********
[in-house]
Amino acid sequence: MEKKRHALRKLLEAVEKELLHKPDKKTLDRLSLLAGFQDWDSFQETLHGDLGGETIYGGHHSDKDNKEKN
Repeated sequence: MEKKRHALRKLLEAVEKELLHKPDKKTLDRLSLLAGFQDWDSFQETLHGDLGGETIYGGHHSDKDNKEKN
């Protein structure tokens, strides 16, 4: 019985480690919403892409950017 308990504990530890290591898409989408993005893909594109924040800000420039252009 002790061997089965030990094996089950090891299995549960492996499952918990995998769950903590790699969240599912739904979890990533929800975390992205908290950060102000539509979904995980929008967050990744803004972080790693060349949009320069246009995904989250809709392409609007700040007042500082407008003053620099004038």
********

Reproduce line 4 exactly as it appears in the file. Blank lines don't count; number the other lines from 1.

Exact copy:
């Protein structure tokens, strides 16, 4: 019985480690919403892409950017 308990504990530890290591898409989408993005893909594109924040800000420039252009 002790061997089965030990094996089950090891299995549960492996499952918990995998769950903590790699969240599912739904979890990533929800975390992205908290950060102000539509979904995980929008967050990744803004972080790693060349949009320069246009995904989250809709392409609007700040007042500082407008003053620099004038």